At thirteen thousand feet he leveled off. The two ships heading toward
the Allied lines had suddenly piqued; they were diving at his ship but
then he saw that he was mistaken. Across the lines, winging back toward
the Allied side, was a tiny plane. She was flying with a wing droop and
it was upon her that the two other planes were dropping!

Tex dove the Nieuport. She slanted down across the lines, her nose
pointed toward German territory. He could distinguish the other two
diving ships now. They were both Fokkers of the fighting type. The plane
below, he guessed, was an Allied ship--trying to get back across the

That ship was almost over the lines, and the German pilots had stretched
their drive, thus allowing Tex to gain on them. He was within a hundred
yards of the nearest enemy ship before the pilot saw him. Instantly the
enemy zoomed.

Tex, lips pressed tightly together, pulled back slightly on the stick.
The Fokker’s zoom failed. A long burst of lead from Tex’s Browning
streamed down into the cockpit of the enemy plane. As Tex pulled all the
way back on the stick, zooming and then going over on a wing, he saw the
second Fokker cease to dive on the ship below.

He pulled the Nieuport around in a vertical bank, stared over the side.
The Fokker on which he had come down was dropping in an uncontrolled
spin. The pilot had been hit! The other Fokker was trying to get
altitude, but her pilot had been forced to pull her over level, after
her first zoom.

                   *       *       *       *       *

Tex leveled out of the bank, dove on her with engine half on. She dove
instantly and he saw that she was going down after the wingdrooping
plane below. That plane, he saw now, was a Nieuport! And a Sixteenth
Squadron Nieuport!

The Fokker gained rapidly on the crippled American plane. Tex dove with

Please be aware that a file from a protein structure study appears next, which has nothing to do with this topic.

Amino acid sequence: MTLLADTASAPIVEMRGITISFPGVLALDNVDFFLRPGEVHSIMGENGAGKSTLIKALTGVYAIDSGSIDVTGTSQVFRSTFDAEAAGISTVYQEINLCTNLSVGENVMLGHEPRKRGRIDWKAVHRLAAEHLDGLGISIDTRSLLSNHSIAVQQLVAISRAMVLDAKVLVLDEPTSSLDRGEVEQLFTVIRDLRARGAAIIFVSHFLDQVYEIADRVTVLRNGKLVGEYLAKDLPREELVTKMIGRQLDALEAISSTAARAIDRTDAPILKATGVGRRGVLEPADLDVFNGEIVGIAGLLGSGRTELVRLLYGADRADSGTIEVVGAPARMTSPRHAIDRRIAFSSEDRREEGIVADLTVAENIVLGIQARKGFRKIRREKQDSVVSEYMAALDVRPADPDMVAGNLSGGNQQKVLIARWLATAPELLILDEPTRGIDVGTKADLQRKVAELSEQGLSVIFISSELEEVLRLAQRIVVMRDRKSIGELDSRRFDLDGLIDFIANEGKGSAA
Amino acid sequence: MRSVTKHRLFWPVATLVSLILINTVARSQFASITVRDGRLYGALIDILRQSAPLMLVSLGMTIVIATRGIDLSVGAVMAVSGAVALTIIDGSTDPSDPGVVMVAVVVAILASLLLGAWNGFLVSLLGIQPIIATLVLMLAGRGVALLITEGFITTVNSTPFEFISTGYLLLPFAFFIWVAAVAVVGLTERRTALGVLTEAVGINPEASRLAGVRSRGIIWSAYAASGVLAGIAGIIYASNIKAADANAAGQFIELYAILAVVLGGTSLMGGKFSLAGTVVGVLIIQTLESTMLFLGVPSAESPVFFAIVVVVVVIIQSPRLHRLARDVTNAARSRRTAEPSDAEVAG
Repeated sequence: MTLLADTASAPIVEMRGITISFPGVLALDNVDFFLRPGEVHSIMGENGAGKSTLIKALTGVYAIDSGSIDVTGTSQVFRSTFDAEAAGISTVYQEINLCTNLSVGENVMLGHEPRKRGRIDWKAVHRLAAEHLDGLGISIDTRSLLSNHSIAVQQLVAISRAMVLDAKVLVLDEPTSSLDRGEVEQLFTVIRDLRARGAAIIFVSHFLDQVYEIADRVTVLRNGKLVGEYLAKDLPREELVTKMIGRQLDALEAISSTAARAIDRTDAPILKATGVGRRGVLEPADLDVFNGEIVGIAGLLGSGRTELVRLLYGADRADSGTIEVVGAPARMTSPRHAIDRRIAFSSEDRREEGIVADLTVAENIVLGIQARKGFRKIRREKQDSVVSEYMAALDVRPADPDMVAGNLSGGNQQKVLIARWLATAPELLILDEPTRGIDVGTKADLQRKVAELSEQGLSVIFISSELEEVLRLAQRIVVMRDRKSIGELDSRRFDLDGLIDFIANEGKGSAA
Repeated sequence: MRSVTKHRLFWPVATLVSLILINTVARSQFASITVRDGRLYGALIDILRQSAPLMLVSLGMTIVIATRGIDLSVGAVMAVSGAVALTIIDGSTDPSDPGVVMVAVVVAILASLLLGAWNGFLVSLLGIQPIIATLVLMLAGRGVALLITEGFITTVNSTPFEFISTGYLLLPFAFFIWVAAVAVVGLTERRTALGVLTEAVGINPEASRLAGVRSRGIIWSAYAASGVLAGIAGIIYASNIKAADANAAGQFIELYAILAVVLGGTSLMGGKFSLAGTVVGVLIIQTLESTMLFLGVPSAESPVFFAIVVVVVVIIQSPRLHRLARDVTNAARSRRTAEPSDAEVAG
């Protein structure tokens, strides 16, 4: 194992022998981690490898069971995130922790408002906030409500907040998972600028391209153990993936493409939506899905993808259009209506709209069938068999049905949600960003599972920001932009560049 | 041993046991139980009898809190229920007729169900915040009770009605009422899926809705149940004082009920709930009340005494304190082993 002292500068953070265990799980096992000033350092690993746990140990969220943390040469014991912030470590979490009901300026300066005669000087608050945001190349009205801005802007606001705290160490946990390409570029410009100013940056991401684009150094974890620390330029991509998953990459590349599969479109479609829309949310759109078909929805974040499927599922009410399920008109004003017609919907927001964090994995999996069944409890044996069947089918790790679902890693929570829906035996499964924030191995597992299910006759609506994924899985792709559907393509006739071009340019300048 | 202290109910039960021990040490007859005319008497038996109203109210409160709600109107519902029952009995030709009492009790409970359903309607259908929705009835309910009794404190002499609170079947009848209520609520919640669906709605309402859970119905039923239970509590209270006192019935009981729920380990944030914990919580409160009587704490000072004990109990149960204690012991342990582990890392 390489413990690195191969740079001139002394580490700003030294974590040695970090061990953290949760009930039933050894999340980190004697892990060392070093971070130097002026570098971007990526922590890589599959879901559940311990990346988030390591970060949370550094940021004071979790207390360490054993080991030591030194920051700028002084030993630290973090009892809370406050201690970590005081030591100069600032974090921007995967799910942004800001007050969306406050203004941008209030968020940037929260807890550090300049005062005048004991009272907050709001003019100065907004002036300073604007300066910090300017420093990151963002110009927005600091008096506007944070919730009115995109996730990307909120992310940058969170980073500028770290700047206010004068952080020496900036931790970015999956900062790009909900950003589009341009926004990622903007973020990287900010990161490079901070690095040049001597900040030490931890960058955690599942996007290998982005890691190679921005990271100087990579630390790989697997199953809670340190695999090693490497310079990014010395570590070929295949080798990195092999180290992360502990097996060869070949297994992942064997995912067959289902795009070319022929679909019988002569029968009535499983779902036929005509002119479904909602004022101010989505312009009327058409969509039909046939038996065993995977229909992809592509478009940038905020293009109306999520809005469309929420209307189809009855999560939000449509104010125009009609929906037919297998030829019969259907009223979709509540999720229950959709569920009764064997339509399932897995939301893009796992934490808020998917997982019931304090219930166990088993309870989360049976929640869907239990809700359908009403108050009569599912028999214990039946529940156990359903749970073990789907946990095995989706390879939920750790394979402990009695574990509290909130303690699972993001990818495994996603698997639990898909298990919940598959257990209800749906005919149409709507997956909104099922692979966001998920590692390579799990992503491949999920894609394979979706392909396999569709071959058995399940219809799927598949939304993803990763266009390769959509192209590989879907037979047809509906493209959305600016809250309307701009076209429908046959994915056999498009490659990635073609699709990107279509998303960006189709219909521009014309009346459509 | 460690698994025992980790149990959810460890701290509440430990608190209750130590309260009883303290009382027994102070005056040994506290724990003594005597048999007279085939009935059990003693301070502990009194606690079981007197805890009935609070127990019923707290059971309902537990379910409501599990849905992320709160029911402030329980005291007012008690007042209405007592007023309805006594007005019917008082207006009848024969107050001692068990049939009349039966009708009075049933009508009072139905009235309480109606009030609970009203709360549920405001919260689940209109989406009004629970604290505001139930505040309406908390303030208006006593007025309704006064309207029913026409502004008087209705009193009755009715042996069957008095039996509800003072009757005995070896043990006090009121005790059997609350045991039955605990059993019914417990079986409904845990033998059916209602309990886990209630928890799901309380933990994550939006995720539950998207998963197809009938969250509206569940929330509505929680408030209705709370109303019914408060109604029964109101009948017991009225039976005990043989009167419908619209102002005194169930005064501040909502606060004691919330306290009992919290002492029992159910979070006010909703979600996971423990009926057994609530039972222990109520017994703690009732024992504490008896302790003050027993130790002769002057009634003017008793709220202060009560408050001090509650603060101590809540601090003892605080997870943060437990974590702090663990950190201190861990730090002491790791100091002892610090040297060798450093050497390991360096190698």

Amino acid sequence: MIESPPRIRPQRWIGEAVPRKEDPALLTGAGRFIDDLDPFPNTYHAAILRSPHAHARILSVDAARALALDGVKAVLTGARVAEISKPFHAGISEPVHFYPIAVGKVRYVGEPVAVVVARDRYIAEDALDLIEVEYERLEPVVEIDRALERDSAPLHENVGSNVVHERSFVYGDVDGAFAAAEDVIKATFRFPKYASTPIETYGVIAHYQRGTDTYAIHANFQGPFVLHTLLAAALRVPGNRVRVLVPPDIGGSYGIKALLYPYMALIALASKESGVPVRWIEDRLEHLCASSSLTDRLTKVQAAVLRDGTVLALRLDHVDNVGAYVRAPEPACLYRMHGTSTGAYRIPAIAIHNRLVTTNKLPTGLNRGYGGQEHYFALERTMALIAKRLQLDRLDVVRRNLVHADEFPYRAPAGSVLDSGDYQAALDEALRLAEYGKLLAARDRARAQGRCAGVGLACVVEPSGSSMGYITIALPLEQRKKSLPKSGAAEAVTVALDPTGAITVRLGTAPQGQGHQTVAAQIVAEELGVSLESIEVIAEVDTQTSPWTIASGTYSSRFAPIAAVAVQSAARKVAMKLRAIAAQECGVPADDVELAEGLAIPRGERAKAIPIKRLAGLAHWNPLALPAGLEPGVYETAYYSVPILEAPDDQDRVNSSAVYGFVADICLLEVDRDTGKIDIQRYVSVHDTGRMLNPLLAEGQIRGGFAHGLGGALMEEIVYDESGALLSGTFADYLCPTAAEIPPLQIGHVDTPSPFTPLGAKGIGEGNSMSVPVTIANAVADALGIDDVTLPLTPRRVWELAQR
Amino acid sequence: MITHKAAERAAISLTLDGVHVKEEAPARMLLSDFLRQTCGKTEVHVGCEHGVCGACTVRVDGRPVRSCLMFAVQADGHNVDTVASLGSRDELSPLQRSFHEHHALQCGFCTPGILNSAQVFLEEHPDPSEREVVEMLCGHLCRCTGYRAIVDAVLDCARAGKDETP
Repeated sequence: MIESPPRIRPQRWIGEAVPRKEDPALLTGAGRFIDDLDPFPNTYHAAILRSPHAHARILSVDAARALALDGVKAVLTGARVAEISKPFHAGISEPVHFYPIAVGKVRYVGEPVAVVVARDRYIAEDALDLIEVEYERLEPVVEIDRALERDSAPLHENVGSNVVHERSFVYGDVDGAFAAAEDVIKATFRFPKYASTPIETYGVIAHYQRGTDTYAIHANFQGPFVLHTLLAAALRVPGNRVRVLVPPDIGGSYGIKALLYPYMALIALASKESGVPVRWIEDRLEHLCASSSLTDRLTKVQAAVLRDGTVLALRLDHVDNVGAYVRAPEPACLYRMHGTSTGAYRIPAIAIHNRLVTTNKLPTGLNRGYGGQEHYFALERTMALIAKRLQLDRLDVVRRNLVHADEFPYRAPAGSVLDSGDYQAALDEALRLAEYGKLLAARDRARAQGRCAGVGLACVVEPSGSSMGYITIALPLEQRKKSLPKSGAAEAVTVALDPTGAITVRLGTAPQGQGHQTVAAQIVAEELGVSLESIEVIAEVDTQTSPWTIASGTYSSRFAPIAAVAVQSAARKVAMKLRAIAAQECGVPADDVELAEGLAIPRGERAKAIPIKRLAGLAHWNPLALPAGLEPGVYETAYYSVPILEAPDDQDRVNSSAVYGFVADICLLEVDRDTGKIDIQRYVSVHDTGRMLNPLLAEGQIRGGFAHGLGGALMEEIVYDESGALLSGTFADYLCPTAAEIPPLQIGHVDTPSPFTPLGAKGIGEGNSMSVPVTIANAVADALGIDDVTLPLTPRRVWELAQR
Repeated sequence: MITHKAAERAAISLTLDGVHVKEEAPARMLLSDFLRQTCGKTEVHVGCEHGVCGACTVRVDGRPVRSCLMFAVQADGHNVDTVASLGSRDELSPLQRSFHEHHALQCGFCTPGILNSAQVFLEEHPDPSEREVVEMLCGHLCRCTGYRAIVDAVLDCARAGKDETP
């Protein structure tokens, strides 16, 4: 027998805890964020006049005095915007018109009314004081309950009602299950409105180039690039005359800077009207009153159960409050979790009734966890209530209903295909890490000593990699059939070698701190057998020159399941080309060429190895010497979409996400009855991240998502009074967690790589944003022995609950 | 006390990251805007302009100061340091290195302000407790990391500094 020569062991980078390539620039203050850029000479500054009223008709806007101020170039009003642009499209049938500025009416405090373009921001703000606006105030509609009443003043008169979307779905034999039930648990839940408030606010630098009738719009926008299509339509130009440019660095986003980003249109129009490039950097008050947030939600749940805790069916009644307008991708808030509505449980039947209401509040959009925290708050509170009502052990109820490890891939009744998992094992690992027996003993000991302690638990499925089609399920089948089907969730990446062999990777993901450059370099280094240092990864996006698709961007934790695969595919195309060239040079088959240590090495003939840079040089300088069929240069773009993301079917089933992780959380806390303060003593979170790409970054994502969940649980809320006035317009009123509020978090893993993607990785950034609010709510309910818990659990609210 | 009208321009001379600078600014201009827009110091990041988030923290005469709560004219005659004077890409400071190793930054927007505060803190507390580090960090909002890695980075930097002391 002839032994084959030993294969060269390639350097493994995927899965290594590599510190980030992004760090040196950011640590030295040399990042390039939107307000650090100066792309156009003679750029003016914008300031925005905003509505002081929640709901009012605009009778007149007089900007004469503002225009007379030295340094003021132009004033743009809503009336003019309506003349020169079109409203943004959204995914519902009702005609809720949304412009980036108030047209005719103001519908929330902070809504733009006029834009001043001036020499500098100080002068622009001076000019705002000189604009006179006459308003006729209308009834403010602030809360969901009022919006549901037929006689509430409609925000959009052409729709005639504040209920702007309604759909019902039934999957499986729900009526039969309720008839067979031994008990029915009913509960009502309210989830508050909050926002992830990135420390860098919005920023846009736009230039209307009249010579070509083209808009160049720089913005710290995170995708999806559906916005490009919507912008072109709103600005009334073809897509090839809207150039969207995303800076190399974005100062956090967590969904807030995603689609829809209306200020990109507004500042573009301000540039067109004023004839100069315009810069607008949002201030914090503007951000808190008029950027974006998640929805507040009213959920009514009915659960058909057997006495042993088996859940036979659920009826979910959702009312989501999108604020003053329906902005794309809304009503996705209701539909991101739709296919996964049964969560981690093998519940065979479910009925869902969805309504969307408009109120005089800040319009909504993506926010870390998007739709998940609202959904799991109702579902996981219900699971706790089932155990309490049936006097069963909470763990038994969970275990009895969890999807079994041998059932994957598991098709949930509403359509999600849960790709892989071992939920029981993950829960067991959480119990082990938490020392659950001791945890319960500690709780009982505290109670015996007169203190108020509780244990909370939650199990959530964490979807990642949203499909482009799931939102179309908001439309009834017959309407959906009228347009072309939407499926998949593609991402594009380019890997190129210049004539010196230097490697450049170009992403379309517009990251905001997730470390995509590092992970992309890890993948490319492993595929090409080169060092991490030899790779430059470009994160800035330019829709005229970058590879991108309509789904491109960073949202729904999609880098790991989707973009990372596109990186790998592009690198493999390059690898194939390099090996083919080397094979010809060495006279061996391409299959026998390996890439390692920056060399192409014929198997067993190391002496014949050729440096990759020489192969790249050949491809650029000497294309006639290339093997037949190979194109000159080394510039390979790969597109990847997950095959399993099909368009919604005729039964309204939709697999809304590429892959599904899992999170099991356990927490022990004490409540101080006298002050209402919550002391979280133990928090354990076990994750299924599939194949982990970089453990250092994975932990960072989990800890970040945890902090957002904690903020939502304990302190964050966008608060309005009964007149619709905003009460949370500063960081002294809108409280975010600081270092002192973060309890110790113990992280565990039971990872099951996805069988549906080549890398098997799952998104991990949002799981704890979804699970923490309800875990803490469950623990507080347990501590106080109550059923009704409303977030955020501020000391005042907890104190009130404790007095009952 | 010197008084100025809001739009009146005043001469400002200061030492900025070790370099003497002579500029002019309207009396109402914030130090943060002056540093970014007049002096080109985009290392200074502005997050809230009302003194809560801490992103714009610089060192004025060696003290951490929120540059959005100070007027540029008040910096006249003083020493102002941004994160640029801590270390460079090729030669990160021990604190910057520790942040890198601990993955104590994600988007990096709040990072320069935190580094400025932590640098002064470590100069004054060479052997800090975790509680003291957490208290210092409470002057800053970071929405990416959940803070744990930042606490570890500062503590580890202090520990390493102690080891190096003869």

engine power adding speed. The Fokker swept down behind and slightly
below the Nieuport then zoomed, leaving a tracer stream in the sky,
slanting back of the wing-drooping ship. Again her pilot had missed by a
narrow margin.

But this time the German pilot pulled his ship up and over, and at the
peak of the zoom, as she was on her back, he did a nice Immelman. In a
flash the Fokker had righted herself. Less than fifty yards of air
separated her from Tex’s Nieuport now, Both guns spat streams of lead at
the same second.

The German pilot’s lead was low. It passed beneath the under-gear of the
Nieuport. Tex zoomed as the enemy shape flashed close. Flames were
shooting up from the engine of the German ship. But she zoomed, too. The
Nieuport jerked sickeningly. The controls were loose in Tex’s grip! The
Fokker pilot, knowing he was finished, had rammed the Nieuport from
below, striking the tail assembly with a wing-tip!

Tex Langdon felt the Nieuport go into a side slip. He tried to get her
out of it, failed. She was slipping off on her right wing, toward the
brown-grey line of the earth, almost a thousand feet below!

He jerked his head. The second Fokker was going down in a straight nose
dive, flames shooting back from her. And toward the ground fog to the